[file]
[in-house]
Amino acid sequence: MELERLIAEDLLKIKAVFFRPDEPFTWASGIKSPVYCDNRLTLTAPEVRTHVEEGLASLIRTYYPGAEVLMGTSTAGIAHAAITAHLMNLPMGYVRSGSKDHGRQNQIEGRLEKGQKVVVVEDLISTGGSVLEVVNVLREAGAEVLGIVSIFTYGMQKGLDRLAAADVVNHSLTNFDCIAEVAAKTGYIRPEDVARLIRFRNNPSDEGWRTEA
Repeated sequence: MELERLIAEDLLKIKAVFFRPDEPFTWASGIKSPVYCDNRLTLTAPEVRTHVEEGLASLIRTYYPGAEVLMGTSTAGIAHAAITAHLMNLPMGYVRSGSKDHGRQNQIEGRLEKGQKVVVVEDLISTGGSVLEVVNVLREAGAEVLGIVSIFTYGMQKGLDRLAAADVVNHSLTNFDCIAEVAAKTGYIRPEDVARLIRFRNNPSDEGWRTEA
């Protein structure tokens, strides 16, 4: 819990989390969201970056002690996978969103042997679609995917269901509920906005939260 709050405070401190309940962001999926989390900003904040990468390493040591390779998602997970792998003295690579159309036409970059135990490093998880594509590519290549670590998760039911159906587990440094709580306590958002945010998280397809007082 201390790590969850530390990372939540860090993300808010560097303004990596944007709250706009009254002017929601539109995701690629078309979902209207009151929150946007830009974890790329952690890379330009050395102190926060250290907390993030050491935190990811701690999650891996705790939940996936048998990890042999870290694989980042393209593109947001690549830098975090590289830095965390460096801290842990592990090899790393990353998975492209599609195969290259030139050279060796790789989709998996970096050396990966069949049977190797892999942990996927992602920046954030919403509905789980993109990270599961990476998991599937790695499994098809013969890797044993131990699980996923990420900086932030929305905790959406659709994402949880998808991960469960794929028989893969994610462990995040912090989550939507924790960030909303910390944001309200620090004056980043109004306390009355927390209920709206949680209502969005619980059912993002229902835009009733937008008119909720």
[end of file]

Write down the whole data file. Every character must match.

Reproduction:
[in-house]
Amino acid sequence: MELERLIAEDLLKIKAVFFRPDEPFTWASGIKSPVYCDNRLTLTAPEVRTHVEEGLASLIRTYYPGAEVLMGTSTAGIAHAAITAHLMNLPMGYVRSGSKDHGRQNQIEGRLEKGQKVVVVEDLISTGGSVLEVVNVLREAGAEVLGIVSIFTYGMQKGLDRLAAADVVNHSLTNFDCIAEVAAKTGYIRPEDVARLIRFRNNPSDEGWRTEA
Repeated sequence: MELERLIAEDLLKIKAVFFRPDEPFTWASGIKSPVYCDNRLTLTAPEVRTHVEEGLASLIRTYYPGAEVLMGTSTAGIAHAAITAHLMNLPMGYVRSGSKDHGRQNQIEGRLEKGQKVVVVEDLISTGGSVLEVVNVLREAGAEVLGIVSIFTYGMQKGLDRLAAADVVNHSLTNFDCIAEVAAKTGYIRPEDVARLIRFRNNPSDEGWRTEA
């Protein structure tokens, strides 16, 4: 819990989390969201970056002690996978969103042997679609995917269901509920906005939260 709050405070401190309940962001999926989390900003904040990468390493040591390779998602997970792998003295690579159309036409970059135990490093998880594509590519290549670590998760039911159906587990440094709580306590958002945010998280397809007082 201390790590969850530390990372939540860090993300808010560097303004990596944007709250706009009254002017929601539109995701690629078309979902209207009151929150946007830009974890790329952690890379330009050395102190926060250290907390993030050491935190990811701690999650891996705790939940996936048998990890042999870290694989980042393209593109947001690549830098975090590289830095965390460096801290842990592990090899790393990353998975492209599609195969290259030139050279060796790789989709998996970096050396990966069949049977190797892999942990996927992602920046954030919403509905789980993109990270599961990476998991599937790695499994098809013969890797044993131990699980996923990420900086932030929305905790959406659709994402949880998808991960469960794929028989893969994610462990995040912090989550939507924790960030909303910390944001309200620090004056980043109004306390009355927390209920709206949680209502969005619980059912993002229902835009009733937008008119909720």